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Indian E-music – The right mix of Indian Vibes… » Culture


Oneohtrix Point Never: the warped genius behind Uncut Gems’s spine-chilling score

Delivered... Jude Rogers | Scene | Tue 27 Oct 2020 10:00 am

His soundtrack shredded audiences’ nerves. Now producer Daniel Lopatin is using radio to bring Trump’s America together

It has been a peculiar 2020 for many of us, but Daniel Lopatin’s has been odder than most. In January, the warped electronica that he makes under his pseudonym Oneohtrix Point Never soundtracked a hit Netflix movie, the nerve-shredding Adam Sandler thriller Uncut Gems. On 8 March, he tasted the primetime life, playing a song he had written with the Weeknd on Saturday Night Live. Daniel Craig introduced them, a few weeks before the new Bond film was due to be released. “I was shitting bricks if I can be totally candid,” the slightly less famous Daniel says.

Fifteen days later, Covid-19 locked down New York. Stuck in his flat, his studio out of bounds, Lopatin had to make music in his bedroom like he did when his recording career began. Granted, life had changed since his 2007 debut, Betrayed in the Octagon: he’d spearheaded a genre, vaporwave, by narcotically slowing down excerpts of well-known songs, and collaborated with David Byrne, FKA twigs and Iggy Pop. He still had a poky bedroom, though. “If I’d pushed my chair back making music, it would hit the bed and I’d end up hurting my ankle,” he laughs, sitting in the same room on an autumn afternoon.

Related: The Guide: Staying In – sign up for our home entertainment tips

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‘The way I am is an outrage’: the Indigenous Brazilian musicians taking back a burning country

Delivered... Beatriz Miranda | Scene | Mon 26 Oct 2020 11:50 am

A vibrant underground of rap, metal, folk and more is thriving among Brazil’s embattled tribes, who are standing up to Bolsonaro’s environment policies

As Brazil’s world-acclaimed biodiversity turns to ashes, President Jair Bolsonaro has praised the country as an environmental role model. “It is not only in environmental preservation that the country stands out,” the far-right leader affirmed in a UN speech on 22 September. “In the humanitarian and human rights fields, Brazil has also been an international reference.”

At the same time, the New York Times has reported that a team of Brazilian lawyers are drafting a complaint to the International Criminal Court in the Hague with a view to bringing Bolsonaro to trial for crimes against humanity, for removing environmental protections for indigenous peoples. Bolsonaro has not responded, but has said: “Where there is indigenous land, there is wealth underneath it,” and in February proposed a bill to legalise mining in Indigenous lands.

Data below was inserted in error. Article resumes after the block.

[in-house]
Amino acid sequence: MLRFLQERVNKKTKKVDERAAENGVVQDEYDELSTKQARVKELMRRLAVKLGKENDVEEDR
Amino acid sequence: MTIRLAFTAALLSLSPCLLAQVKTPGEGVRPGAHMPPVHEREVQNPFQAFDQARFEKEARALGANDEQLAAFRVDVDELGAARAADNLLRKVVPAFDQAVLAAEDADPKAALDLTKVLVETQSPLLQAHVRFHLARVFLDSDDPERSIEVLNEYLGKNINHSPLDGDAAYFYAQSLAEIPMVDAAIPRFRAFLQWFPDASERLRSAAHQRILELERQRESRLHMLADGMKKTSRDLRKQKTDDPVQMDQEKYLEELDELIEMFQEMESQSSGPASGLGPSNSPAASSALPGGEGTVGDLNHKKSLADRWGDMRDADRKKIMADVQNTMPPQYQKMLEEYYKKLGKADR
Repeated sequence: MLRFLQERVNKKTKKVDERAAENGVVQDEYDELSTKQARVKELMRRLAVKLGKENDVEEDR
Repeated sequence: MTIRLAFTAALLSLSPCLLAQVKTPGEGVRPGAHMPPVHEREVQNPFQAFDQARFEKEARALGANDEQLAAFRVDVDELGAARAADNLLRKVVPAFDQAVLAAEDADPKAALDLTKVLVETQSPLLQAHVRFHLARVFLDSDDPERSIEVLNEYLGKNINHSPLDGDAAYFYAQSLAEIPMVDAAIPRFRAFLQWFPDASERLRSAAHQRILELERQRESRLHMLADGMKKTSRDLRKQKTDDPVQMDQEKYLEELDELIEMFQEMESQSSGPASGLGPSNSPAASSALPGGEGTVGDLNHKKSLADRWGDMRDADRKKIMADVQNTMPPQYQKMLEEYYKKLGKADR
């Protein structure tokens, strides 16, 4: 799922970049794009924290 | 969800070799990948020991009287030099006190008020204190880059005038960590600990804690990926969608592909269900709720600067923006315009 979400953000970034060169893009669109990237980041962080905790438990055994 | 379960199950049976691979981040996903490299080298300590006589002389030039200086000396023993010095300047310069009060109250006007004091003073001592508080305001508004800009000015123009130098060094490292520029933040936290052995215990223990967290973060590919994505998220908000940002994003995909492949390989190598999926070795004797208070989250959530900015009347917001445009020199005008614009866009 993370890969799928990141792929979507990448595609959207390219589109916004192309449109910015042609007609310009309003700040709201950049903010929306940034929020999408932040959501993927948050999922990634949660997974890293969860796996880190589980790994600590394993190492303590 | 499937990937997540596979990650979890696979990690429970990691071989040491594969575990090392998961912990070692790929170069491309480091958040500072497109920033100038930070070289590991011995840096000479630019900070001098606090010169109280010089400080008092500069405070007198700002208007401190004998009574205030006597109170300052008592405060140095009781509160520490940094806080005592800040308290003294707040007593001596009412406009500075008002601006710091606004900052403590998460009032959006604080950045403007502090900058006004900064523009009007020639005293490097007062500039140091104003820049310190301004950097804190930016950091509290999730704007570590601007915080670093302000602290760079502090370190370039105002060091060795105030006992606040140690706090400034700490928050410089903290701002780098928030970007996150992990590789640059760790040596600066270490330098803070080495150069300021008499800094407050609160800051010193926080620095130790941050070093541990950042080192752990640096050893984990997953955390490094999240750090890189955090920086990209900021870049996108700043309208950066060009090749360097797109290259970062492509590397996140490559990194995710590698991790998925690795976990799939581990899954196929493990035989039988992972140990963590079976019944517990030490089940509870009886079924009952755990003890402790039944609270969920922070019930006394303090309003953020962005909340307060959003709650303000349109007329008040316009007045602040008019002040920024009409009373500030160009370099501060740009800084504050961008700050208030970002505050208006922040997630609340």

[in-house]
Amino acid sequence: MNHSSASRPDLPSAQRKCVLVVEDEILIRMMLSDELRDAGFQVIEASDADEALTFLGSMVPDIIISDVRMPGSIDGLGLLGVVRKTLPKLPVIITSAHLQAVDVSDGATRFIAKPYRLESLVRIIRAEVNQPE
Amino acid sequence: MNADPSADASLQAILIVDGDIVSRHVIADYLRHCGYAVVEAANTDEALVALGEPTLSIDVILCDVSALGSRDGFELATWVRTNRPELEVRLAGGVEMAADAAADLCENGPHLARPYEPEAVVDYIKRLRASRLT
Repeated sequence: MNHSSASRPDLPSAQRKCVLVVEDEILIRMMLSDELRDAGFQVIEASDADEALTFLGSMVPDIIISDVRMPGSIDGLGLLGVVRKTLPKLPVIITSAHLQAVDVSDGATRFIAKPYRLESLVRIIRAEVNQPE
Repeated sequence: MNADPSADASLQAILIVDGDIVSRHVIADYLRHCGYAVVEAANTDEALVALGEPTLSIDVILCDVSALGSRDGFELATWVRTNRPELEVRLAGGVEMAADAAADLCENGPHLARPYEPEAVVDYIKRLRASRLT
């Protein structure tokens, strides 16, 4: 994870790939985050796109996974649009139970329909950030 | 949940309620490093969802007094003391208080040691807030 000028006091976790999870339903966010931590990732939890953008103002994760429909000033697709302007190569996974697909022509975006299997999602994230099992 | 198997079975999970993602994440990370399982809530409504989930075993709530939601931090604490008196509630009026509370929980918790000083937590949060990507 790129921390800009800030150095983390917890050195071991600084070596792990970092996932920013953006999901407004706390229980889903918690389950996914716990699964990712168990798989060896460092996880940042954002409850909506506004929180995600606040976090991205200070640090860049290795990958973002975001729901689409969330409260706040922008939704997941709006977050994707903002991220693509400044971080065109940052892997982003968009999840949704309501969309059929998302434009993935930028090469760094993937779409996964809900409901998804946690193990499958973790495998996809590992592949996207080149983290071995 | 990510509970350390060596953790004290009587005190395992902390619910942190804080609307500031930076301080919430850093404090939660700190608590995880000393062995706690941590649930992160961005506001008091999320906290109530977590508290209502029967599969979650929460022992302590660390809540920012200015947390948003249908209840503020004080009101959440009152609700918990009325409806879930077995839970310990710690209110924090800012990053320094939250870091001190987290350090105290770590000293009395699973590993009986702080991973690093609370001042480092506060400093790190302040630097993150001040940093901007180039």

I am afraid of whitening myself. I have to be careful to keep my roots and accomplish my mission: infiltrate power structures that say Indigenous peoples no longer exist

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Gorillaz: Song Machine Season One: Strange Timez review – playful and potent collaboration

Delivered... Kitty Empire | Scene | Sun 25 Oct 2020 10:00 am

(Parlophone)
Damon Albarn is the melodic anchor to this pioneering album that balances concept with fun

The Now Now (2018) was one of those Gorillaz albums that dispensed with the hip hop-led collaborations that have often defined this band of ink and flesh. Guests are in full effect, though, on its follow-up: what’s billed as Season One of the band’s Song Machine concept, compiling the tracks Gorillaz have released monthly via their YouTube channel since January, plus extra helpings.

Everything that has ever been engaging about Gorillaz is present in spades here. Playfulness and conceptual ambition are all anchored by Damon Albarn’s melodic melancholy and his side-eye at the suboptimal state of things. His Bowie fixation waxes hard on unreleased tracks – such as The Lost Chord – as well those already in the public domain (Aries).

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Sun Ra Arkestra: Swirling review – out of this world

Delivered... Neil Spencer | Scene | Sat 24 Oct 2020 4:00 pm

(Strut)
The Arkestra’s first album in 20 years is an intoxicating, cosmic tribute to Sun Ra

For much of his long, prolific career, the late Sun Ra (born plain Herman Blount) found his music marginalised. Though rooted in jazz tradition, its atonal tunings and proto-electronica, along with its space-age themes and gaudy costumes, were too way out for an era of studied, mohair-suited cool. Since his death in 1993, however, Ra has become hailed as a pioneer of Afrofuturism, whose influence runs from Funkadelic to Black Panther. Meanwhile Ra’s band, the Arkestra, have toured tirelessly, presided over by alto saxophonist Marshall Allen, now 96.

This first album in 20 years proves an inspired tribute to the master, revisiting celebrated pieces like Satellites Are Spinning, with its promise A better day is breaking/ The planet Earth’s awakening”, beautifully sung by violinist Tara Middleton. The vocalised, upbeat mood (Ra was essentially utopian) maintains through the bebop riff of Rocket Number Nine, and Allen’s title track, whose finger-snapping big band arrangement evokes a nightclub on Mars, while the swaying Egyptian melody of Angels and Demons at Play and the foreboding Sea of Darkness come from deeper space. It’s a heady brew, challenging but intoxicating. Ra always said his music was from the future… and now it has arrived.

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Ela Minus: Acts of Rebellion review – techno-pop for dancing, thinking and resisting